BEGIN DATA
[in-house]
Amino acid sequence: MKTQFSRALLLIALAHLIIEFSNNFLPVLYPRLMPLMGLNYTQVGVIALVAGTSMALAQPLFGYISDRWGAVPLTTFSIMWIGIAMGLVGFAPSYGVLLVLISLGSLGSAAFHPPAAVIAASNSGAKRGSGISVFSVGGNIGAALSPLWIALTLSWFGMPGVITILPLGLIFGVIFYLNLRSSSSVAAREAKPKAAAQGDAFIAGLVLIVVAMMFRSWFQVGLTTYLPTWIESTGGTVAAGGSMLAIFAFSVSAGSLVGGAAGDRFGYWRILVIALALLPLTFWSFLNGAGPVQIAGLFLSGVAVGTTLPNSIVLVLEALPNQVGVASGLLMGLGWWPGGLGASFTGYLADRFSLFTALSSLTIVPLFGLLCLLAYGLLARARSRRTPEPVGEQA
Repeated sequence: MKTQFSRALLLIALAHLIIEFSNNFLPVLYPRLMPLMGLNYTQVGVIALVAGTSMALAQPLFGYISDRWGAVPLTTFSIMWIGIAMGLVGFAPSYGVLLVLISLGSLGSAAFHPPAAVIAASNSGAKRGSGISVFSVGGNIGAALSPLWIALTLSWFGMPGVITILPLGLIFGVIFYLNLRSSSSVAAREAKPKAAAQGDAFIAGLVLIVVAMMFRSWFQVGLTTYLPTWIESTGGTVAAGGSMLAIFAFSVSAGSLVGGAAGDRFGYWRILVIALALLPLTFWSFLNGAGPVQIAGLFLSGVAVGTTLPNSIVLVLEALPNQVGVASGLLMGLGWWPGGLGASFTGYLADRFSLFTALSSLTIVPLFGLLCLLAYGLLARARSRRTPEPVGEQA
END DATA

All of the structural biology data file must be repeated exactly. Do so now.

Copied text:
[in-house]
Amino acid sequence: MKTQFSRALLLIALAHLIIEFSNNFLPVLYPRLMPLMGLNYTQVGVIALVAGTSMALAQPLFGYISDRWGAVPLTTFSIMWIGIAMGLVGFAPSYGVLLVLISLGSLGSAAFHPPAAVIAASNSGAKRGSGISVFSVGGNIGAALSPLWIALTLSWFGMPGVITILPLGLIFGVIFYLNLRSSSSVAAREAKPKAAAQGDAFIAGLVLIVVAMMFRSWFQVGLTTYLPTWIESTGGTVAAGGSMLAIFAFSVSAGSLVGGAAGDRFGYWRILVIALALLPLTFWSFLNGAGPVQIAGLFLSGVAVGTTLPNSIVLVLEALPNQVGVASGLLMGLGWWPGGLGASFTGYLADRFSLFTALSSLTIVPLFGLLCLLAYGLLARARSRRTPEPVGEQA
Repeated sequence: MKTQFSRALLLIALAHLIIEFSNNFLPVLYPRLMPLMGLNYTQVGVIALVAGTSMALAQPLFGYISDRWGAVPLTTFSIMWIGIAMGLVGFAPSYGVLLVLISLGSLGSAAFHPPAAVIAASNSGAKRGSGISVFSVGGNIGAALSPLWIALTLSWFGMPGVITILPLGLIFGVIFYLNLRSSSSVAAREAKPKAAAQGDAFIAGLVLIVVAMMFRSWFQVGLTTYLPTWIESTGGTVAAGGSMLAIFAFSVSAGSLVGGAAGDRFGYWRILVIALALLPLTFWSFLNGAGPVQIAGLFLSGVAVGTTLPNSIVLVLEALPNQVGVASGLLMGLGWWPGGLGASFTGYLADRFSLFTALSSLTIVPLFGLLCLLAYGLLARARSRRTPEPVGEQA